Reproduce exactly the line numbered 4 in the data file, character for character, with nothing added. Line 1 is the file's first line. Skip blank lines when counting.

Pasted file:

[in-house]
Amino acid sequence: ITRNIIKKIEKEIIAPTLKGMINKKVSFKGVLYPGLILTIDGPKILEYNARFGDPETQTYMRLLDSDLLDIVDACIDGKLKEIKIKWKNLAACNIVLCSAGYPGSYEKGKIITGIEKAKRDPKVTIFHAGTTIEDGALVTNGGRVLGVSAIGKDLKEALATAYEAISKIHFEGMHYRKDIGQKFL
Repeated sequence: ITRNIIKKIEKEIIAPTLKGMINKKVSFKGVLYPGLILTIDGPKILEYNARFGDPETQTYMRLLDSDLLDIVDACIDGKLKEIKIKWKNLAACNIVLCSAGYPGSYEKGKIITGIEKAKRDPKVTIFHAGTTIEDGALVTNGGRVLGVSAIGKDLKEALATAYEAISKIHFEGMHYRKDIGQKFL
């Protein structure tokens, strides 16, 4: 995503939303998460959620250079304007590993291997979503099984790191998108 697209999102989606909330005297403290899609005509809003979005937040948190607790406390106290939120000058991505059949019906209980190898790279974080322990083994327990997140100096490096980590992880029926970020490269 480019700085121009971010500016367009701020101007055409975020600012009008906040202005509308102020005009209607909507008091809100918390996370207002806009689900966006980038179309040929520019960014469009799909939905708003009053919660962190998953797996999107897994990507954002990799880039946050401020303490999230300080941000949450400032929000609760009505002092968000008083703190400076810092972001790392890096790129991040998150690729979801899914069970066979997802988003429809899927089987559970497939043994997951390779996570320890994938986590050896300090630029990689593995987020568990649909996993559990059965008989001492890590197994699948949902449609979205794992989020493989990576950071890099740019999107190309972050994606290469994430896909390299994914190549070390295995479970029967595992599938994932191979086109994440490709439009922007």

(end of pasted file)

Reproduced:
């Protein structure tokens, strides 16, 4: 995503939303998460959620250079304007590993291997979503099984790191998108 697209999102989606909330005297403290899609005509809003979005937040948190607790406390106290939120000058991505059949019906209980190898790279974080322990083994327990997140100096490096980590992880029926970020490269 480019700085121009971010500016367009701020101007055409975020600012009008906040202005509308102020005009209607909507008091809100918390996370207002806009689900966006980038179309040929520019960014469009799909939905708003009053919660962190998953797996999107897994990507954002990799880039946050401020303490999230300080941000949450400032929000609760009505002092968000008083703190400076810092972001790392890096790129991040998150690729979801899914069970066979997802988003429809899927089987559970497939043994997951390779996570320890994938986590050896300090630029990689593995987020568990649909996993559990059965008989001492890590197994699948949902449609979205794992989020493989990576950071890099740019999107190309972050994606290469994430896909390299994914190549070390295995479970029967595992599938994932191979086109994440490709439009922007």